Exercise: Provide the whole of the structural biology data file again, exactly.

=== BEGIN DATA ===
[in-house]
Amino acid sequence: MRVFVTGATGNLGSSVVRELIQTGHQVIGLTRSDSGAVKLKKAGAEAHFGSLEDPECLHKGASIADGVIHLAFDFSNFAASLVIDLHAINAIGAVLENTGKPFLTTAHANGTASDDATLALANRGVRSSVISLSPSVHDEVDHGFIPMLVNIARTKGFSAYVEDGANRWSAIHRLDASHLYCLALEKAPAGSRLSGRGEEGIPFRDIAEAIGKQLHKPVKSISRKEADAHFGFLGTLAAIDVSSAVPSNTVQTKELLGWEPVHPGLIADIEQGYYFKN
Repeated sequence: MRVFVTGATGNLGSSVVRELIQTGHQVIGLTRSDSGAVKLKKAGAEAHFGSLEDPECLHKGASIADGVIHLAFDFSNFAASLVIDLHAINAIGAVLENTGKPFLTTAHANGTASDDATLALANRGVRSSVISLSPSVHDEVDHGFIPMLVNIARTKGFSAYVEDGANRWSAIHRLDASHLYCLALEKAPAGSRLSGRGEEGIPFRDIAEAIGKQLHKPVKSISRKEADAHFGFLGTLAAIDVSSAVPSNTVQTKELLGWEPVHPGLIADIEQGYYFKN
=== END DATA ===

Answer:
[in-house]
Amino acid sequence: MRVFVTGATGNLGSSVVRELIQTGHQVIGLTRSDSGAVKLKKAGAEAHFGSLEDPECLHKGASIADGVIHLAFDFSNFAASLVIDLHAINAIGAVLENTGKPFLTTAHANGTASDDATLALANRGVRSSVISLSPSVHDEVDHGFIPMLVNIARTKGFSAYVEDGANRWSAIHRLDASHLYCLALEKAPAGSRLSGRGEEGIPFRDIAEAIGKQLHKPVKSISRKEADAHFGFLGTLAAIDVSSAVPSNTVQTKELLGWEPVHPGLIADIEQGYYFKN
Repeated sequence: MRVFVTGATGNLGSSVVRELIQTGHQVIGLTRSDSGAVKLKKAGAEAHFGSLEDPECLHKGASIADGVIHLAFDFSNFAASLVIDLHAINAIGAVLENTGKPFLTTAHANGTASDDATLALANRGVRSSVISLSPSVHDEVDHGFIPMLVNIARTKGFSAYVEDGANRWSAIHRLDASHLYCLALEKAPAGSRLSGRGEEGIPFRDIAEAIGKQLHKPVKSISRKEADAHFGFLGTLAAIDVSSAVPSNTVQTKELLGWEPVHPGLIADIEQGYYFKN